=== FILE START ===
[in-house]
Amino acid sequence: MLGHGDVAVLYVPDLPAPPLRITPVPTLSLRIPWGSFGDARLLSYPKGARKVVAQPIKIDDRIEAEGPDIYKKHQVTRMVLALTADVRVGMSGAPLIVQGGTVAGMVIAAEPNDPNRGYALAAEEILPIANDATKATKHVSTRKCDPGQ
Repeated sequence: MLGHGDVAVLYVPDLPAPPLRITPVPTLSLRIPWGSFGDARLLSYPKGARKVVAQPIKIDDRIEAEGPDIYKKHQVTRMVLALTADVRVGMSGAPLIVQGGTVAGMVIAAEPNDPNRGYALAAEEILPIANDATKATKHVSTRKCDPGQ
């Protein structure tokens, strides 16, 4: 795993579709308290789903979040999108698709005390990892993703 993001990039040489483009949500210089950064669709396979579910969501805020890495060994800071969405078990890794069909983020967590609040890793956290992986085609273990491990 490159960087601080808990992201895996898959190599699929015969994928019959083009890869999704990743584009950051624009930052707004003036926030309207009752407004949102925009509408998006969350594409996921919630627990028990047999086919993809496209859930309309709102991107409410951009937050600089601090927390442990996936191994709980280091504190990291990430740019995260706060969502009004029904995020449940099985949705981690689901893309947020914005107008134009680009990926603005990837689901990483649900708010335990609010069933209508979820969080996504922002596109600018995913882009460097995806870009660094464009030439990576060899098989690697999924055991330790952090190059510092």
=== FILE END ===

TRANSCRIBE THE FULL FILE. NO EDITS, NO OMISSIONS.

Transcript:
[in-house]
Amino acid sequence: MLGHGDVAVLYVPDLPAPPLRITPVPTLSLRIPWGSFGDARLLSYPKGARKVVAQPIKIDDRIEAEGPDIYKKHQVTRMVLALTADVRVGMSGAPLIVQGGTVAGMVIAAEPNDPNRGYALAAEEILPIANDATKATKHVSTRKCDPGQ
Repeated sequence: MLGHGDVAVLYVPDLPAPPLRITPVPTLSLRIPWGSFGDARLLSYPKGARKVVAQPIKIDDRIEAEGPDIYKKHQVTRMVLALTADVRVGMSGAPLIVQGGTVAGMVIAAEPNDPNRGYALAAEEILPIANDATKATKHVSTRKCDPGQ
């Protein structure tokens, strides 16, 4: 795993579709308290789903979040999108698709005390990892993703 993001990039040489483009949500210089950064669709396979579910969501805020890495060994800071969405078990890794069909983020967590609040890793956290992986085609273990491990 490159960087601080808990992201895996898959190599699929015969994928019959083009890869999704990743584009950051624009930052707004003036926030309207009752407004949102925009509408998006969350594409996921919630627990028990047999086919993809496209859930309309709102991107409410951009937050600089601090927390442990996936191994709980280091504190990291990430740019995260706060969502009004029904995020449940099985949705981690689901893309947020914005107008134009680009990926603005990837689901990483649900708010335990609010069933209508979820969080996504922002596109600018995913882009460097995806870009660094464009030439990576060899098989690697999924055991330790952090190059510092």